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United States Court of Appeals,Second Circuit.

Robert GOLDBERGER, Plaintiff-Appellant, v. PAUL REVERE LIFE INSURANCE CO., Defendant-Appellee.

No. 98-7707.

Decided: January 22, 1999

Before:  OAKES and WALKER, Circuit Judges, and KNAPP, Senior District Judge.* ROBERT E. GOLDBERGER, M.D., pro se, Roslyn, NY, for Plaintiff-Appellant. THOMAS J. MULLIGAN and JOSEPH P. AUGUSTINE, New York, N.Y. (Windels, Marx, Davies & Ives, on the brief), for Defendant-Appellee.

In this diversity case, Plaintiff Robert Goldberger, M.D. (“Plaintiff”), held an occupational disability policy entitled “The Professional Executive Insurance Policy” (the “Policy”) issued by the Defendant, Paul Revere Insurance Company ( the “Company”), and made a claim thereunder.   The District Court (Jack B. Weinstein, Senior District Judge ) granted the Company's motion for summary judgment and dismissed the complaint.   For reasons that follow, we set aside the order dismissing the complaint and remand the case for trial.   In considering this matter we shall, as we must, accept all of Plaintiff's allegations as valid and draw all reasonable inferences in his favor.

The Policy

The Policy, which was issued by the Company to Plaintiff on June 18, 1973, consists of four separate documents:  (1) the Policy itself;  (2) the application for insurance;  (3) an amendment attached to the Policy which defines the term “Total Disability”;  and (4) an explanatory letter similarly attached further defining those words.   A provision of the Policy itself specifically incorporates the other three documents.

As so expanded, the Policy insures “against loss commencing on or after the Date of Issue and while this policy is in force from injury or sickness as defined herein.”   It cannot be canceled nor its premiums increased until the insured reaches the age of sixty-five.   No restrictive riders or changes in its provisions are permitted.   The “Policy Schedule” sets out the benefits and premiums.   For the Plaintiff, the Schedule specifies that for total disability from sickness, his benefit is $2,000 per month, beginning on the 91 st day of disability, with a maximum benefit period to age sixty-five.   Further, because Plaintiff opted for supplementary coverage for disability due to sickness after age sixty five, he has additional benefits of $1,000 per month, beginning at age sixty-five, with a lifetime maximum benefit period.

According to the Policy, “sickness” means “sickness or disease which first manifests itself while this policy is in force.”   The Policy further provides that total disability due to sickness exists “[i]f such sickness results in continuous total disability while this policy is in force and requires the regular and personal attendance of a licensed physician.”   The Policy states that “ ‘Total Disability’ means that, as a result of such injury or sickness, the Insured is completely unable to engage in his regular occupation.”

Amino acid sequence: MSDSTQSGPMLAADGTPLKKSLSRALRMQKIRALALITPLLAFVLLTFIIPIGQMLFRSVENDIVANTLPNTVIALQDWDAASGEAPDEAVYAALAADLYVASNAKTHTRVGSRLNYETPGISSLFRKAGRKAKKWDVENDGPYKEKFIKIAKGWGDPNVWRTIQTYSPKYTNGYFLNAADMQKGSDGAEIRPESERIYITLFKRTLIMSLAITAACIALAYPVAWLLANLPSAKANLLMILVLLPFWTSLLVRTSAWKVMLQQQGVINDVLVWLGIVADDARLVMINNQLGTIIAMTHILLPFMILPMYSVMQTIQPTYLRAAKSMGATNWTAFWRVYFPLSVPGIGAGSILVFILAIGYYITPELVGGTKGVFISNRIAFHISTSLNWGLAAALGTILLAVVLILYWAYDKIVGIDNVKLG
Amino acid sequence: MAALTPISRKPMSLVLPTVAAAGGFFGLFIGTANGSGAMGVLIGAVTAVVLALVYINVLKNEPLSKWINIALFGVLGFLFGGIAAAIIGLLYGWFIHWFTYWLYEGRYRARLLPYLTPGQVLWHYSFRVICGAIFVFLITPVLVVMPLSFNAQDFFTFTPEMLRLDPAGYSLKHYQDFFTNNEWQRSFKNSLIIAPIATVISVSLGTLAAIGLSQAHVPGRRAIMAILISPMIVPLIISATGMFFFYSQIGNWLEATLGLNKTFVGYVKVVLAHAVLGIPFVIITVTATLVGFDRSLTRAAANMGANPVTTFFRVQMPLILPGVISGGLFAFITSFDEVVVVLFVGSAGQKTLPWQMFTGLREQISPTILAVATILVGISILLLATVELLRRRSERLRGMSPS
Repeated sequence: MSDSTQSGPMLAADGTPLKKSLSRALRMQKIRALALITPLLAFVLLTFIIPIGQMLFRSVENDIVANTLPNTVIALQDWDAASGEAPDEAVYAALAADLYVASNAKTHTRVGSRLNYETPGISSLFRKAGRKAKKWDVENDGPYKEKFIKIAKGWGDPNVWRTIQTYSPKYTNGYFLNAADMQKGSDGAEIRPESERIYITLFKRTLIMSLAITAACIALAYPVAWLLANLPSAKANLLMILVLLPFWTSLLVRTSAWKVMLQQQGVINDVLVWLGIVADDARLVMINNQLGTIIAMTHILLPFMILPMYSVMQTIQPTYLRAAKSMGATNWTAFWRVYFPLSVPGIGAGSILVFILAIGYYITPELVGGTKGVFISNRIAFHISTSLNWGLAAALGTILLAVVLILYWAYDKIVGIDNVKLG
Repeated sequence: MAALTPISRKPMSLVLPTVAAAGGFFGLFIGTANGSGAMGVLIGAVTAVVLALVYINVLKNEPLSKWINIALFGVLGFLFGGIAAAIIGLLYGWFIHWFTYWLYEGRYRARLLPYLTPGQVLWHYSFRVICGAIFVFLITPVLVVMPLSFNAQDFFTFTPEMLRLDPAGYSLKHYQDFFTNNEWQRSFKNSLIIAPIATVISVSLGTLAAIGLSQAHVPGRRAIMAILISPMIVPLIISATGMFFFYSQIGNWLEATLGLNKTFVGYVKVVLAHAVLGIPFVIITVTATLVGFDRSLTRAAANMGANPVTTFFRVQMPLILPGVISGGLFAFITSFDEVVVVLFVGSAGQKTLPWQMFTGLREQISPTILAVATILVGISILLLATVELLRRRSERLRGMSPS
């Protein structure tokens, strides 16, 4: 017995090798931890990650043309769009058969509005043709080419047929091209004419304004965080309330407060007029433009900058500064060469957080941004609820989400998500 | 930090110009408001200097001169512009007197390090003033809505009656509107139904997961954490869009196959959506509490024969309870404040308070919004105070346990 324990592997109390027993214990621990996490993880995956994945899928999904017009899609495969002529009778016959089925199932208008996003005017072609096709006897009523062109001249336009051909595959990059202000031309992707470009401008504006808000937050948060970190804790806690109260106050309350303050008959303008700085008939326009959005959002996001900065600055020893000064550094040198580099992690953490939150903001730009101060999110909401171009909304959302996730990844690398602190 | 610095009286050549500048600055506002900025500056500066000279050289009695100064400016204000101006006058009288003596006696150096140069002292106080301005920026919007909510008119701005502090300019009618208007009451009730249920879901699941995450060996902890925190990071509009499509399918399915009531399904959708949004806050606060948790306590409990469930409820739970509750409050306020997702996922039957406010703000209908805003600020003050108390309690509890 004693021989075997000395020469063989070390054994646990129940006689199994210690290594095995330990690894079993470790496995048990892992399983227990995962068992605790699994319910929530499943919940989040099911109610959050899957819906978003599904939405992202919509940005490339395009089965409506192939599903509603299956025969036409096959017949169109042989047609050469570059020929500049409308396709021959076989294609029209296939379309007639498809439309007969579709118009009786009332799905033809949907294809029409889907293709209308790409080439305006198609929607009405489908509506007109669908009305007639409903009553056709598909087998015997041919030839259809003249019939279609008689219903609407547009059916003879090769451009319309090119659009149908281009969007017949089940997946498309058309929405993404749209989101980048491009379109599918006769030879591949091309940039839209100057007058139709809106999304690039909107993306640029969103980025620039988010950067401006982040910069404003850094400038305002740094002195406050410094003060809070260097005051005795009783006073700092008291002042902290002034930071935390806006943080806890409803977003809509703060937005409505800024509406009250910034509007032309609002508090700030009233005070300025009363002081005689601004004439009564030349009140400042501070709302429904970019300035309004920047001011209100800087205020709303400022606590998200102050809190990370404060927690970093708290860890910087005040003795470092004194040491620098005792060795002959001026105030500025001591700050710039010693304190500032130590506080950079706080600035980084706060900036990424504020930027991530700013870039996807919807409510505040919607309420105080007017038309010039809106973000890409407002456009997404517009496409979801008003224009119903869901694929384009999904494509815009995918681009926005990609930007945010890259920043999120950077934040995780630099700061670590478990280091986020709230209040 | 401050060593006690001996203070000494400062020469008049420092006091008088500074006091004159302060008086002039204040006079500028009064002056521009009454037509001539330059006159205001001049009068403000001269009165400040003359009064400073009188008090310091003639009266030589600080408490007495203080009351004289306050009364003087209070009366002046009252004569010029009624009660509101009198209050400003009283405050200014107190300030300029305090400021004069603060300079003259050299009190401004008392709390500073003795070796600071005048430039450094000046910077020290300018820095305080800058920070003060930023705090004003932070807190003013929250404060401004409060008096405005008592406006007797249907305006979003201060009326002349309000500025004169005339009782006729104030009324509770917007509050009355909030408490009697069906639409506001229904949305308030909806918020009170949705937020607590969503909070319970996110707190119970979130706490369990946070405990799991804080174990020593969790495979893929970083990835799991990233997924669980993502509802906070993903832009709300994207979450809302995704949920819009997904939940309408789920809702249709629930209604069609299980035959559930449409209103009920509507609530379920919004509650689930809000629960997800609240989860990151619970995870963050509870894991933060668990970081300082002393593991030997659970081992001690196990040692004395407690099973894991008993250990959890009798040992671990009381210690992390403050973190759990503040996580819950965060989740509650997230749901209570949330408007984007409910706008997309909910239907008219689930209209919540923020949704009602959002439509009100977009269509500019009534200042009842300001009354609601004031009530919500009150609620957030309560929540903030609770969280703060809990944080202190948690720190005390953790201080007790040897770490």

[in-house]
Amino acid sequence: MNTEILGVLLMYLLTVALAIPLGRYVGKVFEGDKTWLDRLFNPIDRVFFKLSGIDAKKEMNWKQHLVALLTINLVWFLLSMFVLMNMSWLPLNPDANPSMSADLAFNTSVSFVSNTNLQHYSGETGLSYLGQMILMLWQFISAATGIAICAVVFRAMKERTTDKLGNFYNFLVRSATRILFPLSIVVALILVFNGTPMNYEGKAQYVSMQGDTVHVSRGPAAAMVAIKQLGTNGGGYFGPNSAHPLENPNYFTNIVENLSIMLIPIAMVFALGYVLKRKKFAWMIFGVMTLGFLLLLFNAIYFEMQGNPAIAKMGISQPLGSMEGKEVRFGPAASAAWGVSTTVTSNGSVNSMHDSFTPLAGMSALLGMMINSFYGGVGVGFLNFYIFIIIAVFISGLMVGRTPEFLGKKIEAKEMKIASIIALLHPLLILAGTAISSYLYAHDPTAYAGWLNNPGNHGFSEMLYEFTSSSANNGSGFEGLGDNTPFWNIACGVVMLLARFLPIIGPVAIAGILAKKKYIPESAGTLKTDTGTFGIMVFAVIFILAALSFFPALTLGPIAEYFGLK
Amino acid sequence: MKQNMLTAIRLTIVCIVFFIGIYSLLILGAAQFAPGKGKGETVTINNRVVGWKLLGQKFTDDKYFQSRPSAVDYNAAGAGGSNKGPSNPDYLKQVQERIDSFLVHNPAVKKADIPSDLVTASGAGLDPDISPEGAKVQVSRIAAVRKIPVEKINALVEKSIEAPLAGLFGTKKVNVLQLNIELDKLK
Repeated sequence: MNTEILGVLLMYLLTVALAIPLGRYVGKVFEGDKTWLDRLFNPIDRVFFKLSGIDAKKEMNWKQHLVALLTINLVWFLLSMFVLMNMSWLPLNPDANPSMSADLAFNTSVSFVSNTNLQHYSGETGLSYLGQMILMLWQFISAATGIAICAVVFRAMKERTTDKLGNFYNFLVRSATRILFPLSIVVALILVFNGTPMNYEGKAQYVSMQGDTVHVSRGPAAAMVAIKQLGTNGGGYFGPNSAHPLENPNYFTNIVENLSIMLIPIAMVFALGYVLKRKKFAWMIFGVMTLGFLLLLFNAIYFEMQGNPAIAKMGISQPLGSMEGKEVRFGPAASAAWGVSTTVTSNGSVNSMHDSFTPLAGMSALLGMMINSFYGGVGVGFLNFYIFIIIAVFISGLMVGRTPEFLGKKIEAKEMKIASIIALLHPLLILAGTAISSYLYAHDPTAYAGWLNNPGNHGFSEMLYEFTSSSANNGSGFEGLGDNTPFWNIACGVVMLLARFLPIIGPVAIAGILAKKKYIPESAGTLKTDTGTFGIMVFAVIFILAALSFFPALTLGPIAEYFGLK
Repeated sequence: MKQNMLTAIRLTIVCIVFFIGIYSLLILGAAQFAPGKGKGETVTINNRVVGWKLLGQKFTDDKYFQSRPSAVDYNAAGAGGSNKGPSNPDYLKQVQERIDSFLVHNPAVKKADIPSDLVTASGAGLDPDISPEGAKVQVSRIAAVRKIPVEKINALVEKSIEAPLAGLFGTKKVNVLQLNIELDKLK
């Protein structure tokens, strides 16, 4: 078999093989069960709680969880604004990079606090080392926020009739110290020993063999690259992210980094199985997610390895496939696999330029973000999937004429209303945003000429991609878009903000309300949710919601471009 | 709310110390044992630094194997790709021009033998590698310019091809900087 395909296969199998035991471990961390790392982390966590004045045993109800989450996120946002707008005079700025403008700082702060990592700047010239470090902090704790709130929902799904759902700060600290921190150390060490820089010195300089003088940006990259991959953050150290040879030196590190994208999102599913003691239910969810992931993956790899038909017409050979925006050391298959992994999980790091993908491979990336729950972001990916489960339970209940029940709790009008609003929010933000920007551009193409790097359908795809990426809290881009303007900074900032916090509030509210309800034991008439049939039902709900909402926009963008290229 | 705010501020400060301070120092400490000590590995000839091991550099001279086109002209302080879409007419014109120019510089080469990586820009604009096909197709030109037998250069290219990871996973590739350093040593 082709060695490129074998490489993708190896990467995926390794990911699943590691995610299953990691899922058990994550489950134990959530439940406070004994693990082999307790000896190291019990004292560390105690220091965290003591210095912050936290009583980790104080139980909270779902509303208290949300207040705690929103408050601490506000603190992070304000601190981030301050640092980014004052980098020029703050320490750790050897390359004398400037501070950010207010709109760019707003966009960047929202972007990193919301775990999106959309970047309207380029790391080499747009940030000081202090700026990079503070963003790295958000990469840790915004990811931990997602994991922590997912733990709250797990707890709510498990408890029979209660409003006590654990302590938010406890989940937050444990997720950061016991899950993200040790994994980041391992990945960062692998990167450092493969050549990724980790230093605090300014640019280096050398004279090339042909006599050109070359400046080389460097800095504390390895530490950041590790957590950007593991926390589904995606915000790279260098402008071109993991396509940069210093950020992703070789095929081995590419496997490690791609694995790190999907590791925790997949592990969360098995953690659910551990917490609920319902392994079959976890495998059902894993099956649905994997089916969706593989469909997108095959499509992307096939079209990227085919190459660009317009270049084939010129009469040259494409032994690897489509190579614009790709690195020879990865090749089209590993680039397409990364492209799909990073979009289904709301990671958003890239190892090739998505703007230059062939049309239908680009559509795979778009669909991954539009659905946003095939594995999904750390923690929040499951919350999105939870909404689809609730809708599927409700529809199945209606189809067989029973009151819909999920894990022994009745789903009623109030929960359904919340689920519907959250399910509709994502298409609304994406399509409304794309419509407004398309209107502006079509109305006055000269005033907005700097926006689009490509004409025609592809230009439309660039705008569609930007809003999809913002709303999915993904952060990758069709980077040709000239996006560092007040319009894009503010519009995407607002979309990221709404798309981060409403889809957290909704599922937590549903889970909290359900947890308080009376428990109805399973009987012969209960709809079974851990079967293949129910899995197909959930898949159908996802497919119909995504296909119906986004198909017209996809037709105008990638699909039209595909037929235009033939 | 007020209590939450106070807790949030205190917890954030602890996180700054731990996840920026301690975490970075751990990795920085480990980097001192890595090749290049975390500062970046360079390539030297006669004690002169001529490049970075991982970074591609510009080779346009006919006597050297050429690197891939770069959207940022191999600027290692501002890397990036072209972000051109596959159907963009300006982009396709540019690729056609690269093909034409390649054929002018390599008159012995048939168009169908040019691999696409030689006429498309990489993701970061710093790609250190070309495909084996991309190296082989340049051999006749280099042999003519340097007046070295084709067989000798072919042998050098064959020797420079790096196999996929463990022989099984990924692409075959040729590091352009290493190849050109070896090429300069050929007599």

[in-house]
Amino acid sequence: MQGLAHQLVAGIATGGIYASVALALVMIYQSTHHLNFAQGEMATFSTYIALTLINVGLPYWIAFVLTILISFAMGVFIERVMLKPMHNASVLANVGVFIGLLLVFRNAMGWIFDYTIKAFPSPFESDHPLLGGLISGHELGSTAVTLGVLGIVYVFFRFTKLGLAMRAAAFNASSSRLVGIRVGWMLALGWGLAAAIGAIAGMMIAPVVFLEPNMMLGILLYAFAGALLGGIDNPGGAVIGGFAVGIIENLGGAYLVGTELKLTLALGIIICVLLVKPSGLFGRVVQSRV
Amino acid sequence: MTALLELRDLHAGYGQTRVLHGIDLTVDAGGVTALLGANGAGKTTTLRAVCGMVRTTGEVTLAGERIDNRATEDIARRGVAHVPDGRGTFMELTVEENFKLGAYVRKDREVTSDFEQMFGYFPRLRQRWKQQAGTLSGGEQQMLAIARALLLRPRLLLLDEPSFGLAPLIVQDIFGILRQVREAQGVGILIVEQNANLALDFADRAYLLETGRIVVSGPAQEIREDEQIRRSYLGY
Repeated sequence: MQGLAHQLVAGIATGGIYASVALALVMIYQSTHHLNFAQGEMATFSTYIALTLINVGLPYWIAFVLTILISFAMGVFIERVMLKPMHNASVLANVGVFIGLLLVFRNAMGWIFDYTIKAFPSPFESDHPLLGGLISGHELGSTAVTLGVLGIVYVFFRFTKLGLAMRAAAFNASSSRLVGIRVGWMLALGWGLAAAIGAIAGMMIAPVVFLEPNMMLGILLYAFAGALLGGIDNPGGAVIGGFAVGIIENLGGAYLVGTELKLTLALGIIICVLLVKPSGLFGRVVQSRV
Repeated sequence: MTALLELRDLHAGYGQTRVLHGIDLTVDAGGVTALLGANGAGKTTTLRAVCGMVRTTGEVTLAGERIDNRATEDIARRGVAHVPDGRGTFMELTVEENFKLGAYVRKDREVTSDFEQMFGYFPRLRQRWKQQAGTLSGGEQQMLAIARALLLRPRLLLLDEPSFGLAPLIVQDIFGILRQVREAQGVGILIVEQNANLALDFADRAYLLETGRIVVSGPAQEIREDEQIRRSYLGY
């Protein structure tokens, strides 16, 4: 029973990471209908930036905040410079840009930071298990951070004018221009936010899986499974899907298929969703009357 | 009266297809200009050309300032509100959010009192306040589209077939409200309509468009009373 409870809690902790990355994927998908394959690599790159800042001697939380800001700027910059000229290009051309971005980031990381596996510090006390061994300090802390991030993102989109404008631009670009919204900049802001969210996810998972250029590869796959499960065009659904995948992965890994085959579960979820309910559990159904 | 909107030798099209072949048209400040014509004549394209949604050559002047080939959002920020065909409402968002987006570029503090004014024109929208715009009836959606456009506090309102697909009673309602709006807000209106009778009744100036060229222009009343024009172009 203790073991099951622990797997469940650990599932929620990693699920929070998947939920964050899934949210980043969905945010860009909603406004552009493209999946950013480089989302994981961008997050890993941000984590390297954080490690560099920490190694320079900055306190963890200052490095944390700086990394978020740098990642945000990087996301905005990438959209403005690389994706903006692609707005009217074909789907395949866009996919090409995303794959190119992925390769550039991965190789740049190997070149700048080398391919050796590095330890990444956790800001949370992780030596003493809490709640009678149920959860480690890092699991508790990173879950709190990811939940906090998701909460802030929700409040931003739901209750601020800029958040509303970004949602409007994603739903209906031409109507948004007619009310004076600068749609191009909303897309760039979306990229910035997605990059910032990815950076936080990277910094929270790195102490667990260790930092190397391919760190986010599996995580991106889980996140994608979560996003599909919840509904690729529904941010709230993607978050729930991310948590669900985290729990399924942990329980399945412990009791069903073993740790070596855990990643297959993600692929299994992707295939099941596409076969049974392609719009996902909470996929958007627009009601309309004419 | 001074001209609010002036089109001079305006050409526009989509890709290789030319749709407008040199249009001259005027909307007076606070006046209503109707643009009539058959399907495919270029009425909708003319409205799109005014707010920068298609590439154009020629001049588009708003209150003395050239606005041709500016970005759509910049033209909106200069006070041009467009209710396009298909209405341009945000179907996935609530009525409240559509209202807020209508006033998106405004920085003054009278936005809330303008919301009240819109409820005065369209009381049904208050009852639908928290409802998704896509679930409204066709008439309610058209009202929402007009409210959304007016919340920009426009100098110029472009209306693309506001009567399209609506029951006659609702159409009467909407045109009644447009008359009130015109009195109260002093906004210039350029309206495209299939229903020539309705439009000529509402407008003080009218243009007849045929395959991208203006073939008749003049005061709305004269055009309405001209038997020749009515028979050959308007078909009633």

Plaintiff's “Application for Insurance” shows his “Occupation and Description of Duties” to be “General and Vascular Surgery”;  and elsewhere in the Application under “Occupation,” it specifies “Physician-General Surgeon/Vascular Surgeon.”   The amendment defining the term “Total Disability” is in two parts, one dealing with insureds under the age of sixty-five, and the other with insureds over that age.   The first of these parts, here applicable, merely repeats the provision as stated in the Policy itself:  “ ‘Total Disability’ means that, as a result of such injury or sickness, the Insured is unable to perform the duties of his regular occupation.”

The explanatory letter consists of a printed form with a blank to be filled in when the Policy is issued to a particular insured.   In the following quotation from this letter, the words filled into that blank are emphasized:

During the initial period of disability, total disability is defined as the inability of the insured to perform the duties of his regular occupation due to injury or sickness.   When the insured is engaged in a specialty, such as General Surgery-Vascular Surgery and is unable because of injury or sickness to perform the duties of his specialty, we consider him to be totally disabled.   This definition is applicable until you reach the age of sixty-five.

In summary:  For a claimant under sixty-five years of age, the Policy requires only that it be established that when a claim is made the claimant is under the care of a licensed physician and is suffering from an illness, first manifested while the Policy was in force, which renders the claimant “unable to perform the duties of his regular occupation.”   For a claimant engaged in a specialty, that specialty is considered to be his or her “regular occupation.”

Plaintiff's Activities

In June 1973, three years into his surgical practice, Plaintiff purchased the Policy.   He was then 36 years old.   The Policy was not issued in connection with any hospital or clinic where the Plaintiff performed surgery;  rather it was a private policy purchased by the Plaintiff.   On the Application for Insurance (which, as we have noted, was made a part of the Policy itself), he stated his occupation to be “Physician-general surgeon/vascular surgeon.”